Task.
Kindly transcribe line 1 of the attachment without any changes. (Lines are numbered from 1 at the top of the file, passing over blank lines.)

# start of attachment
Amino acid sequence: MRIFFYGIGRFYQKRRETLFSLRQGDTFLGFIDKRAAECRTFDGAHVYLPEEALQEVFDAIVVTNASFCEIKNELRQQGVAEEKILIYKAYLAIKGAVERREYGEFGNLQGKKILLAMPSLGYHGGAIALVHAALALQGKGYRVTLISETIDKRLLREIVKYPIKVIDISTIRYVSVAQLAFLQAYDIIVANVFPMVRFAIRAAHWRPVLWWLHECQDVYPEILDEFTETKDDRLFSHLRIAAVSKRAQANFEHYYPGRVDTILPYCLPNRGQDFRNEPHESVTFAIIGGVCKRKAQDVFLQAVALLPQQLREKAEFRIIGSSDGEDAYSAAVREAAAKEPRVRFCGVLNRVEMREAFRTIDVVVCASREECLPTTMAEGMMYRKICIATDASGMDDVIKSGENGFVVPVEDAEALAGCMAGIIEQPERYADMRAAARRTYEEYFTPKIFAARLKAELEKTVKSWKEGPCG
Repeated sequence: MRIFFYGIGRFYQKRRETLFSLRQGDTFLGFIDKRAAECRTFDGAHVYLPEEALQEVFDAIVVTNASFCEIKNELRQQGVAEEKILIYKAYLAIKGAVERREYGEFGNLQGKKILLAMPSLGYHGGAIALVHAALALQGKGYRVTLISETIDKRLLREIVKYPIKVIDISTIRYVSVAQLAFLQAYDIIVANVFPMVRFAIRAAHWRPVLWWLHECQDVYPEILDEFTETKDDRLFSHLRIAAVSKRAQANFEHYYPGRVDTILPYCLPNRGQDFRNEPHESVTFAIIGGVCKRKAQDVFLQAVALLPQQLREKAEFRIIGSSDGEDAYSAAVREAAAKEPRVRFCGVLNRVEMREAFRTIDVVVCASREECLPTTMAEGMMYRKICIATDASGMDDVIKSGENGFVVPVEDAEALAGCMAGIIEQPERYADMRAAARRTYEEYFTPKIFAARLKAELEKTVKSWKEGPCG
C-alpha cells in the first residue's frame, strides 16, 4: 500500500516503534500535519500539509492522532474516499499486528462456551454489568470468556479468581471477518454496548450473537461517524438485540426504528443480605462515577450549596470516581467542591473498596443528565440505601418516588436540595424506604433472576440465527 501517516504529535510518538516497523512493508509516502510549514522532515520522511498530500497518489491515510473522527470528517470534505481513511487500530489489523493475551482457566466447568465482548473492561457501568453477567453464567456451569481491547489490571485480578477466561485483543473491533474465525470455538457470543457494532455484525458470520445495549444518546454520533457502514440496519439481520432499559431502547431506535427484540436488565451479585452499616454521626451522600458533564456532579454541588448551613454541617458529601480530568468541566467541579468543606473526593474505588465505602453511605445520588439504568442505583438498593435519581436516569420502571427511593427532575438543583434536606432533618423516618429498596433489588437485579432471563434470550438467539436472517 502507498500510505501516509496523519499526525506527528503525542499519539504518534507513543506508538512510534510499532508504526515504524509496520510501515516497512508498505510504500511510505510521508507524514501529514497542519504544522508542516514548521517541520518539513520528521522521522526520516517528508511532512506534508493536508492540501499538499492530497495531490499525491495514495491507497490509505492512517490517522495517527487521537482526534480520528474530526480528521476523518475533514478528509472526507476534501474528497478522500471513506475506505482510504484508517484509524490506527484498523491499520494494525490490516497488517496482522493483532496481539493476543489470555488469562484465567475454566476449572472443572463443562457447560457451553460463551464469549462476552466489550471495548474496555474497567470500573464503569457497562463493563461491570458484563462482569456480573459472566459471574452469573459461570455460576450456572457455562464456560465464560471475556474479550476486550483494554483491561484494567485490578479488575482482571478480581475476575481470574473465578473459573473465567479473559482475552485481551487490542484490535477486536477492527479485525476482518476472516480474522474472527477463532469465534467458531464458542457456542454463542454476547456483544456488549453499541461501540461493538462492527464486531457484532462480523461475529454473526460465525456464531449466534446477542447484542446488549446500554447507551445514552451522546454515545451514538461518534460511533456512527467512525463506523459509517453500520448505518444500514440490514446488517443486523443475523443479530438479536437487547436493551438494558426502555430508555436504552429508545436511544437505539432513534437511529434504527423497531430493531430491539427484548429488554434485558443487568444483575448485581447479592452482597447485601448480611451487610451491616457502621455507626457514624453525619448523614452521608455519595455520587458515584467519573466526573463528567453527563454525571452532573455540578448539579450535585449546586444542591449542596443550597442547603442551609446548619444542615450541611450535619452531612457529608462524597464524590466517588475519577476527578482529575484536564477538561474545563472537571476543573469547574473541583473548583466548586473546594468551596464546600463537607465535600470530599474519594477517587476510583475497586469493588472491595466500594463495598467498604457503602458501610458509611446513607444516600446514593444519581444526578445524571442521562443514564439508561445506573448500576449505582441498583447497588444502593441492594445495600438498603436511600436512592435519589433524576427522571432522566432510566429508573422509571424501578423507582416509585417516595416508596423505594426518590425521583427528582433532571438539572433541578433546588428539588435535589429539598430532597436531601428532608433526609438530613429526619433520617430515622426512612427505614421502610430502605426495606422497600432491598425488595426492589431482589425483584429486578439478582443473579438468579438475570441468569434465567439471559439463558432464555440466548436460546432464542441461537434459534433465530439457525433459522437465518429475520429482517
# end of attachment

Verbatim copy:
Amino acid sequence: MRIFFYGIGRFYQKRRETLFSLRQGDTFLGFIDKRAAECRTFDGAHVYLPEEALQEVFDAIVVTNASFCEIKNELRQQGVAEEKILIYKAYLAIKGAVERREYGEFGNLQGKKILLAMPSLGYHGGAIALVHAALALQGKGYRVTLISETIDKRLLREIVKYPIKVIDISTIRYVSVAQLAFLQAYDIIVANVFPMVRFAIRAAHWRPVLWWLHECQDVYPEILDEFTETKDDRLFSHLRIAAVSKRAQANFEHYYPGRVDTILPYCLPNRGQDFRNEPHESVTFAIIGGVCKRKAQDVFLQAVALLPQQLREKAEFRIIGSSDGEDAYSAAVREAAAKEPRVRFCGVLNRVEMREAFRTIDVVVCASREECLPTTMAEGMMYRKICIATDASGMDDVIKSGENGFVVPVEDAEALAGCMAGIIEQPERYADMRAAARRTYEEYFTPKIFAARLKAELEKTVKSWKEGPCG